Picking the Wedding Locale
Know your rights in your state before you say “I do.”
Posted Monday, September 15, 2008, 07:33PM
Passed in 1996, the federal Defense of Marriage Act defined marriage as a legal union between one man and one woman for purposes of all federal laws, and says that states need not recognize a marriage from another state if it is between persons of the same sex. Over 10 years later, 40 states have passed their own DOMA laws, but in the remaining states some rights have been granted to same-sex couples.
Maine, California, Oregon and Washington offer domestic partnerships that give many or all of the same rights to same-sex couples that married heterosexuals enjoy. Similarly, Hawaii has a reciprocal beneficiary relationship for which any two people can register. A civil union is a legal union of a same-sex couple, sanctioned by a civil authority. A civil union is different from a domestic partnership because it requires a ceremony to be considered valid. New Jersey, Vermont, Connecticut and New Hampshire grant civil unions to same-sex couples that extend the same benefits and protections granted to spouses in a marriage. But by calling it a civil union, they remind gays and lesbians they are not married like straight couples. Massachusetts and California alone give marriage licenses to all couples.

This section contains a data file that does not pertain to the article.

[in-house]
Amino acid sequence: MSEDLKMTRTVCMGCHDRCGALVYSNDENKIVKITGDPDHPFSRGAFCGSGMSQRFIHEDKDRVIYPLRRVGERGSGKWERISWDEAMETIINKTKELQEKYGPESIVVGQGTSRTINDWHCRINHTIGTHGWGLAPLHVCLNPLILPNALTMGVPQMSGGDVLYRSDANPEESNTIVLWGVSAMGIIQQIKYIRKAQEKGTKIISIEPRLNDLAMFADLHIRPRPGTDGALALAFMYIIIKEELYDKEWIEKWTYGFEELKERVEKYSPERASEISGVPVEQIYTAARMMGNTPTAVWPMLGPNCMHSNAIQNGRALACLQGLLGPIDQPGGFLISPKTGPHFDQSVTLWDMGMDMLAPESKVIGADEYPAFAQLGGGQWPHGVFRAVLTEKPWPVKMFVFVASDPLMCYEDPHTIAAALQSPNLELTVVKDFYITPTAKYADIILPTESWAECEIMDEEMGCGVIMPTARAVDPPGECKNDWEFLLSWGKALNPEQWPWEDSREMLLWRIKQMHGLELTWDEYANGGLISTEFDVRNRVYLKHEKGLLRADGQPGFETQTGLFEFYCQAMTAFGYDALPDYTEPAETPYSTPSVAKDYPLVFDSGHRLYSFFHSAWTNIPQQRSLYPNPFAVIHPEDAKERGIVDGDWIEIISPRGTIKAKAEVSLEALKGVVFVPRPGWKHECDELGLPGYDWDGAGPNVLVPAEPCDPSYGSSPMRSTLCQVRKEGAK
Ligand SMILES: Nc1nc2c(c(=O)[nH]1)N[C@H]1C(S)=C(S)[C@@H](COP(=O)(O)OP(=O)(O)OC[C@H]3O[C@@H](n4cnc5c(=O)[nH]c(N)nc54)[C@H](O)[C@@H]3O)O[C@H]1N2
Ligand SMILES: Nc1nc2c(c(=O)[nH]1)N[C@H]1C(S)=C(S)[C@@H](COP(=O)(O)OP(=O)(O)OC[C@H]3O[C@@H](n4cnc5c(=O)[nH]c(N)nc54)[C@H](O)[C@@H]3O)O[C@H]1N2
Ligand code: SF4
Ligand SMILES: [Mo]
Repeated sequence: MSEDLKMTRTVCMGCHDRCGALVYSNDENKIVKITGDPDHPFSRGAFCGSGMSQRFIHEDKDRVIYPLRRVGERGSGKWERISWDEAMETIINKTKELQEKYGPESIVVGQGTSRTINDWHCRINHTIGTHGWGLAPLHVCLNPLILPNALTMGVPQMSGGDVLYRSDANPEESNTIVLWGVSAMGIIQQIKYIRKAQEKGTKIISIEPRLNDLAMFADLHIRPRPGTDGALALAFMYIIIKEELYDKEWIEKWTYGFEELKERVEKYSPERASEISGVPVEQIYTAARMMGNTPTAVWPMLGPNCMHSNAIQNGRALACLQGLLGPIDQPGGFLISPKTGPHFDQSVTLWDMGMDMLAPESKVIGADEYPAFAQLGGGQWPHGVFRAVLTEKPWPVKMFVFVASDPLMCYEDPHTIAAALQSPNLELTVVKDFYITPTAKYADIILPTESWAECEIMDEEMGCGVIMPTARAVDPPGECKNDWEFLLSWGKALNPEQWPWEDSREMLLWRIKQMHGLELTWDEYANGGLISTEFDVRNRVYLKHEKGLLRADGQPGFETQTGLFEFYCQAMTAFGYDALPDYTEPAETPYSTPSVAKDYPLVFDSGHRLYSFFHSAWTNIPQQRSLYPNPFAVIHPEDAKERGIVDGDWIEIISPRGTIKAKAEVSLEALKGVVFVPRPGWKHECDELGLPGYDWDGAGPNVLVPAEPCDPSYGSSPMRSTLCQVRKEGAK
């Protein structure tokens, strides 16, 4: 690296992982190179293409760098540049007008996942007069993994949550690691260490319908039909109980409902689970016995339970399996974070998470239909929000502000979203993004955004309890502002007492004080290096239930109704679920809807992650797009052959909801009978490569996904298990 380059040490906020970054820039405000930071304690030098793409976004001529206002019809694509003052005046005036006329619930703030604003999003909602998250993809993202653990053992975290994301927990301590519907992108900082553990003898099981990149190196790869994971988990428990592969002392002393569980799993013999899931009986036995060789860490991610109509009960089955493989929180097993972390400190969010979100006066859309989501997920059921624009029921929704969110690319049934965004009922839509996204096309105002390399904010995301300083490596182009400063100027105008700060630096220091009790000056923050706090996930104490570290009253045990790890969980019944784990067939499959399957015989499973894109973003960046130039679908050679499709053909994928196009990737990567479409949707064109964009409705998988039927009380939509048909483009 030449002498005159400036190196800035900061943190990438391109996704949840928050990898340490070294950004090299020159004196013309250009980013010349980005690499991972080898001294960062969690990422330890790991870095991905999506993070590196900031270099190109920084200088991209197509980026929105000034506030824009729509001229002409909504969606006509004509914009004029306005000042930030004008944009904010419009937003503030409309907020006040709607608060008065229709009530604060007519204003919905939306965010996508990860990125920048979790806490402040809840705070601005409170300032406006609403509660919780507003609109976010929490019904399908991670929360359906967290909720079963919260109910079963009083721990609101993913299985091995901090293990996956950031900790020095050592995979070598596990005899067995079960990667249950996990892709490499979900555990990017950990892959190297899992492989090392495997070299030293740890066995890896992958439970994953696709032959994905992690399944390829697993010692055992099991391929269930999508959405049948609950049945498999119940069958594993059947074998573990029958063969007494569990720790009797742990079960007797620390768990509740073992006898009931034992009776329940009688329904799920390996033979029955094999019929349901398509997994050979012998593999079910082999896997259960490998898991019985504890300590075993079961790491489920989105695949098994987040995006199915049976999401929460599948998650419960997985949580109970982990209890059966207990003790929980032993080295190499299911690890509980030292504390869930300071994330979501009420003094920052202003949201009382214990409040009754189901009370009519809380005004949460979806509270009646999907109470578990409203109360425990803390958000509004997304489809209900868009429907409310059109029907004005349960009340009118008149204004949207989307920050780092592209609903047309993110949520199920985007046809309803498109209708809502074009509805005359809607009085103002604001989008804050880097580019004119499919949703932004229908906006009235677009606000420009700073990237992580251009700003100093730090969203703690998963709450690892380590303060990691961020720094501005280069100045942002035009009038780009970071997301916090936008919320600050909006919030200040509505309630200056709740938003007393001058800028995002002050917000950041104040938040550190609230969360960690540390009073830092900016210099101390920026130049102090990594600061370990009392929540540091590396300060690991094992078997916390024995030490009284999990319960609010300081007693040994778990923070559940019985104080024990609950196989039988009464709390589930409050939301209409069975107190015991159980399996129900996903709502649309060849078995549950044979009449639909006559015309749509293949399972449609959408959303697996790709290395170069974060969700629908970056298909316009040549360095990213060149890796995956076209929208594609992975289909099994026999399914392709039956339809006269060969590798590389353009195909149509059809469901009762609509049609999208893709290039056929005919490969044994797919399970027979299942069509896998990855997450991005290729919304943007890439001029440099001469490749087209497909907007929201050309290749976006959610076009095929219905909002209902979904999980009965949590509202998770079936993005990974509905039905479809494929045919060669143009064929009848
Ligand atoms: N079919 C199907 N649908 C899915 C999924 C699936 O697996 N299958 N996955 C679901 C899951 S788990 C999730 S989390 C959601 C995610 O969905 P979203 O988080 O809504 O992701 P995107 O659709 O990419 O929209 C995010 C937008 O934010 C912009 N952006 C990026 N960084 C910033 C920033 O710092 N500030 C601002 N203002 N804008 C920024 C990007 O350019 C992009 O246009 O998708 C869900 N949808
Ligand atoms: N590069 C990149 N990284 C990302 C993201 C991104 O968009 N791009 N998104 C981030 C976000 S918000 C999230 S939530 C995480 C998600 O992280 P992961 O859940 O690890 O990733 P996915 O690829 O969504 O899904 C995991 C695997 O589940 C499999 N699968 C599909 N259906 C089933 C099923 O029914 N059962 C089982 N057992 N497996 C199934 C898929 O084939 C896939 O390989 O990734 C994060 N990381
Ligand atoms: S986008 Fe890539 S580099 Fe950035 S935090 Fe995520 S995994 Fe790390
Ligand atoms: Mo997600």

Even when these states grant same-sex couples full state rights—including rights to inheritance and adoption—they remain excluded from federal protections like collecting on a deceased partner’s Social Security and federal tax benefits.
Don’t let all those same-sex marriage bans discourage you. Progressive states continue to push for positive changes. Rhode Island honors marriages performed in Massachusetts while New Jersey recognizes civil unions from Vermont and Connecticut and grants civil union status to domestic partners from California. Meanwhile, New Hampshire law includes provisions for recognizing civil unions performed in other states. We’ve highlighted some of the pending cases around the country where the fight for full marriage equality continues.
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